Andy Sher is a Nashville-based staff writer covering Tennessee state government and politics for the Times Free Press. A Washington correspondent from 1999-2005 for the Times Free Press, Andy previously headed up state Capitol coverage for The Chattanooga Times, worked as a state Capitol reporter for The Nashville Banner and was a contributor to The Tennessee Journal, among other publications. Andy worked for 17 years at The Chattanooga Times covering police, health care, county government, ...

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chattcitizen said...

I'll be more than glad to give out vouchers as soon as the state gives me a discount on my state tax return for paying for public schooling when my kids never attended a day of public school.

November 14, 2011 at 10:38 a.m.
lkeithlu said...

The bill requires private and religious schools that accept voucher students to administer Tennessee Comprehensive Assessment Program tests in grades 3-8 and end-of-high-school exams.

The whole point of a private school is to have the freedom to choose not to use these terrible exams. I don't think private schools are going to be willing to accept vouchers if the state says they must administer those exams.

November 14, 2011 at 11:41 a.m.
EaTn said...

Is our legislation saying they would rather provide money to support private schools for a few students rather than spend the time and money to identify and fix the public schools for most of the state students?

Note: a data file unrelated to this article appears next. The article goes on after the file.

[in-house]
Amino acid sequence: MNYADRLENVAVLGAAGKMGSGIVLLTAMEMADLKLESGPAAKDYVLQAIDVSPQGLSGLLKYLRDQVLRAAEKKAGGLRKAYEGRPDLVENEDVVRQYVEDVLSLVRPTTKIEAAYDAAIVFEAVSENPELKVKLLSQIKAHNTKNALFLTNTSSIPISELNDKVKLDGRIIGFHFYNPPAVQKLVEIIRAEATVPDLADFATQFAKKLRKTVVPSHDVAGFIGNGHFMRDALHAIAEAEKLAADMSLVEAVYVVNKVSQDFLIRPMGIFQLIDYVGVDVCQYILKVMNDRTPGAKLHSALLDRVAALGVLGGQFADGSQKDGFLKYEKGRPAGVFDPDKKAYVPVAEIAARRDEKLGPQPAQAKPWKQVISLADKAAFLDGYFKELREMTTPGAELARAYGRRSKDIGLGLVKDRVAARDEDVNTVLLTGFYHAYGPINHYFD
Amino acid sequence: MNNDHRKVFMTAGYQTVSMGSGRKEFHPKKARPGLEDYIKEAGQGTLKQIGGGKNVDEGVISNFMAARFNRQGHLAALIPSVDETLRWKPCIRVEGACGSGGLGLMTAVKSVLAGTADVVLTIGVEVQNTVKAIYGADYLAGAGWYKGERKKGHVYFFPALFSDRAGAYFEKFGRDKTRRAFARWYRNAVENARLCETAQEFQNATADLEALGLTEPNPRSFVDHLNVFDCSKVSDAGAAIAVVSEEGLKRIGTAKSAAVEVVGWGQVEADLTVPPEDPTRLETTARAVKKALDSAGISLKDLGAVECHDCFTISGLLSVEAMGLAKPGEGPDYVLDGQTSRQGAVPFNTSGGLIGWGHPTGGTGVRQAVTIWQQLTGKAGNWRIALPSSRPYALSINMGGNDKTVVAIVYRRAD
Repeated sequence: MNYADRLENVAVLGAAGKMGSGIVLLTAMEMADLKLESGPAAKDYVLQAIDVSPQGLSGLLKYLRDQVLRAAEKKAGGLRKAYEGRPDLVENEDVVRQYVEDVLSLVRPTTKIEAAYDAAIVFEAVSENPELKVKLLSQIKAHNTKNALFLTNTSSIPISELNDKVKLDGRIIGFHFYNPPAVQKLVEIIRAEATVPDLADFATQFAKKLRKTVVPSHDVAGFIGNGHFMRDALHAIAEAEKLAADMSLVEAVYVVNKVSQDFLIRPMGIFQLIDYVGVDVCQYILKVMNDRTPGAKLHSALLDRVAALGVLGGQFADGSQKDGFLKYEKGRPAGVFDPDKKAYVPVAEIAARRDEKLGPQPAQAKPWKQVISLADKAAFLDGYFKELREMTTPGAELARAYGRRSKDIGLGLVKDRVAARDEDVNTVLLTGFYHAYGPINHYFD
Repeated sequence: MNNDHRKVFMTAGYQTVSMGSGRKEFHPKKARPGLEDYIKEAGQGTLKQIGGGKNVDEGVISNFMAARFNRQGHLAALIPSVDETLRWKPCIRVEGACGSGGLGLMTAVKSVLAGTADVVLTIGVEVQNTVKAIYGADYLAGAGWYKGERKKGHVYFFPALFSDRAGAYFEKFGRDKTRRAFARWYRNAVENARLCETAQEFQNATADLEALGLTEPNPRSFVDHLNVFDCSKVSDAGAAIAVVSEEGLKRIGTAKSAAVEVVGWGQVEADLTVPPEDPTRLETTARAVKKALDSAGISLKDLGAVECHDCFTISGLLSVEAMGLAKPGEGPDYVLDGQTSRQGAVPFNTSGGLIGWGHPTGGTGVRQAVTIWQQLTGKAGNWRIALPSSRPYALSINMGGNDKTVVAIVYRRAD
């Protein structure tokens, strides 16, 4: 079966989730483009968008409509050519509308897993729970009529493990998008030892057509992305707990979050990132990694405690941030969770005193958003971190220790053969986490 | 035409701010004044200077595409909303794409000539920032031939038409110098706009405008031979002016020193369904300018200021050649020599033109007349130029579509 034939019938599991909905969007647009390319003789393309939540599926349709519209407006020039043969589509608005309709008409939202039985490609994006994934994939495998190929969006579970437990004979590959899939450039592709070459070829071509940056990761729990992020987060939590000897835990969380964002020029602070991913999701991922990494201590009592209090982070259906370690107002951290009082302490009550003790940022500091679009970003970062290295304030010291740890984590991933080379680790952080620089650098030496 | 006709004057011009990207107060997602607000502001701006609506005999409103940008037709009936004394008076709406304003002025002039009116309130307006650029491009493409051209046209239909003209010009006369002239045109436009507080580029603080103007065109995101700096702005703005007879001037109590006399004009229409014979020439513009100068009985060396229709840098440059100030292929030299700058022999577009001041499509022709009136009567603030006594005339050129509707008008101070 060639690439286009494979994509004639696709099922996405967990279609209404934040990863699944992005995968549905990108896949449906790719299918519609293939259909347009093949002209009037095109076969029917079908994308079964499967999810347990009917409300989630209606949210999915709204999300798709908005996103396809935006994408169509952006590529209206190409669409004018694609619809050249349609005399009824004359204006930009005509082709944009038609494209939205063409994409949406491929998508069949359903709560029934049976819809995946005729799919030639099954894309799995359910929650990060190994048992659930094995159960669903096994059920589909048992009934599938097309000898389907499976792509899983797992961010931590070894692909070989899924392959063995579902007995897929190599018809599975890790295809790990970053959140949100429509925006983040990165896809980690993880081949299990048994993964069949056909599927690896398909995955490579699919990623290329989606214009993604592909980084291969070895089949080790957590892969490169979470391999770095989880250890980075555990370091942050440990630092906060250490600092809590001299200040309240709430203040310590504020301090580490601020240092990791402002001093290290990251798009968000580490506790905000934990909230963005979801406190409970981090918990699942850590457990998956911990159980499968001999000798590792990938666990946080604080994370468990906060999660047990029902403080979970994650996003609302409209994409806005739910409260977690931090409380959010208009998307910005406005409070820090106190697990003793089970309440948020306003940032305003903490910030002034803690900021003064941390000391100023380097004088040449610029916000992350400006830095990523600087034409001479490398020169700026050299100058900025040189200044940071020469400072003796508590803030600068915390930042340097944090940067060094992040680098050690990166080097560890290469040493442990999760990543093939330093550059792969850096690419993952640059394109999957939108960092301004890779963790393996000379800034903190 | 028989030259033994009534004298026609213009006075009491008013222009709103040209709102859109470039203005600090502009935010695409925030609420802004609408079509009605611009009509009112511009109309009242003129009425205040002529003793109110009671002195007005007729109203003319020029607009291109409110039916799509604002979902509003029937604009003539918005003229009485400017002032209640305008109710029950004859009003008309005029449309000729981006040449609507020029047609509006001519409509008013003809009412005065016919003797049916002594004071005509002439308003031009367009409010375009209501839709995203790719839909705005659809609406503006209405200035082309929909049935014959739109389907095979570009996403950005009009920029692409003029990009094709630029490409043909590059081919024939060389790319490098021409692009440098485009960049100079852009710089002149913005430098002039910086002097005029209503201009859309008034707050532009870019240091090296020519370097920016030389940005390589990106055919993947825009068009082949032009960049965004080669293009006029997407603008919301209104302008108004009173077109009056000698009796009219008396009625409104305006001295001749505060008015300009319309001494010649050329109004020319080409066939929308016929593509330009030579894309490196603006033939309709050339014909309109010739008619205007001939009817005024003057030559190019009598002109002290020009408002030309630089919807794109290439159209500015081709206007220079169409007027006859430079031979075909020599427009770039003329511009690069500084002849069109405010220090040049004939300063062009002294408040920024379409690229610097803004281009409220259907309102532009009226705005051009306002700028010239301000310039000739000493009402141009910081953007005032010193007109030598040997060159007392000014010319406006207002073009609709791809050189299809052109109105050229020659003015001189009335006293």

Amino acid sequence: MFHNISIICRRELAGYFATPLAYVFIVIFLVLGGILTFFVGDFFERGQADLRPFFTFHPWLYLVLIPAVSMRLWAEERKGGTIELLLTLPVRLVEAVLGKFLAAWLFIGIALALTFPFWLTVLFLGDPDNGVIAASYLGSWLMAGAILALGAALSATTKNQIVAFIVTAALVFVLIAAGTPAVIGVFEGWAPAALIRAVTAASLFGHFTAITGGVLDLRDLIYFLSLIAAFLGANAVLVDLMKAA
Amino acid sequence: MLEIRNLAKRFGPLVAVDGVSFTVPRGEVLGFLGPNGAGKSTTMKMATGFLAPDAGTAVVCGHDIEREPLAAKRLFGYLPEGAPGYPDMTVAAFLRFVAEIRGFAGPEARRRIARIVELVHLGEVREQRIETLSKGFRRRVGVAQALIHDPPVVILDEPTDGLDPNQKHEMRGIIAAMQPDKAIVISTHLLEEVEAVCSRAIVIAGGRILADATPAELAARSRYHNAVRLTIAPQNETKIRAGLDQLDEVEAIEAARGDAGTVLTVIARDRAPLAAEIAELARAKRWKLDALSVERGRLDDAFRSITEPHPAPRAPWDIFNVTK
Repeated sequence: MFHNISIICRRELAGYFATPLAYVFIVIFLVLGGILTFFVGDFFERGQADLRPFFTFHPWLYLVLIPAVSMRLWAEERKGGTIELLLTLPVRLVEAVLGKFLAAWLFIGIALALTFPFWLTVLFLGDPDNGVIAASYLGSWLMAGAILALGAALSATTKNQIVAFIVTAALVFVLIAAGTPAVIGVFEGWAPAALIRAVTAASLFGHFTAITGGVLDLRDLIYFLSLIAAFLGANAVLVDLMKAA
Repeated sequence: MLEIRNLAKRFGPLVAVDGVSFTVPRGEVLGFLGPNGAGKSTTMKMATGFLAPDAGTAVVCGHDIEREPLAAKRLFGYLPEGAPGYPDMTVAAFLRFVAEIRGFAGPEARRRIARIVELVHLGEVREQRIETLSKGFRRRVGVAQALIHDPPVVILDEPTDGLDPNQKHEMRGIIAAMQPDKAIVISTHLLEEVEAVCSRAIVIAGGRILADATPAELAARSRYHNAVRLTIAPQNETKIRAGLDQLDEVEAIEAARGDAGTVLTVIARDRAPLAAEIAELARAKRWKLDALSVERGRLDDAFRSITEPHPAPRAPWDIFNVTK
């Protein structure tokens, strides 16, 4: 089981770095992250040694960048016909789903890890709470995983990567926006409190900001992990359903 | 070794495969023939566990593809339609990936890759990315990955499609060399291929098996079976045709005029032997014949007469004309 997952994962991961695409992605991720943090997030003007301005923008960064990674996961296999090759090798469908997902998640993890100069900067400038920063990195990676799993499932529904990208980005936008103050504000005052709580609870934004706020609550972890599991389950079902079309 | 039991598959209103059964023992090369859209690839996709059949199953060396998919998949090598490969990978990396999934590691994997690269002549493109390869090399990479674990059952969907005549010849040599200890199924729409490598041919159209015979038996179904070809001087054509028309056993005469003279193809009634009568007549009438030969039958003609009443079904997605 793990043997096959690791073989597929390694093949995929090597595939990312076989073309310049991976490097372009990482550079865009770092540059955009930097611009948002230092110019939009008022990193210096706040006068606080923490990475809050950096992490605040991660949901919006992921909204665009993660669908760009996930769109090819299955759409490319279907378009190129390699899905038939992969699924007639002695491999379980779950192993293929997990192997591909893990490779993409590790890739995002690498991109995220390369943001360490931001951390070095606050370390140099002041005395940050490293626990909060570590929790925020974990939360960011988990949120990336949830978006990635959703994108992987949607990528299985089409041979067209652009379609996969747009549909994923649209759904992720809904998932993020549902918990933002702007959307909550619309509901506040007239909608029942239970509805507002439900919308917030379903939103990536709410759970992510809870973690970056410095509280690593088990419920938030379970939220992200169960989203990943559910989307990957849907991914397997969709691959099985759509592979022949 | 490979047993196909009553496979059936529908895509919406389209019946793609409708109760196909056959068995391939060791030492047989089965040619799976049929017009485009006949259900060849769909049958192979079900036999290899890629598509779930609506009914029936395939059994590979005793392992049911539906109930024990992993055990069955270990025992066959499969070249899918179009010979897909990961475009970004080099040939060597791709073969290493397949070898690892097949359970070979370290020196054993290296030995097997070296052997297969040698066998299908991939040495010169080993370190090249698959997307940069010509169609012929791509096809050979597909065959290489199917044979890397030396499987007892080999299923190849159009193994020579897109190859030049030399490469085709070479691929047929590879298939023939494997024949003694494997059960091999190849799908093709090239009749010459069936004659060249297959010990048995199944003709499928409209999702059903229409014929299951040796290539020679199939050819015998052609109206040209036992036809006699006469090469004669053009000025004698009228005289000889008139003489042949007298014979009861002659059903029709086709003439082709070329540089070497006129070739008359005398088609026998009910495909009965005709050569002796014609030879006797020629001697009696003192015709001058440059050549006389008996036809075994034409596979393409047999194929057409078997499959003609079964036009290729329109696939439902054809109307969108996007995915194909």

November 14, 2011 at 11:49 a.m.

I don't think the problems with these troubled schools can be fixed by spending more money or time on the schools. I believe the true root of the problem lies with the parents of the children. Few of them are involved in their child's education or even care to be involved. Without the parent's involvement and support, the schools cannot be fixed.

November 14, 2011 at 1:52 p.m.
Astropig said...

"Is our legislation saying they would rather provide money to support private schools for a few students rather than spend the time and money to identify and fix the public schools for most of the state students?"

No, they are not. They are basically admitting that the public schools can't be fixed no matter how much money we throw at them. This looks like a good investment to me. It gives kids that might become a drag on society (jails, welfare,food stamps,assorted social costs) a shot at becoming productive,tax paying citizens. The reason that the education plantation is opposed is that when these lower income parents realize what they have been missing,another pillar in the education monopoly/racket will be torn asunder. In other states,parents are being jailed for sneaking their kids out of failing schools and enrolling them in successful schools.Passing this might just avoid putting a mother of three behind bars to enforce the school mafia's territory.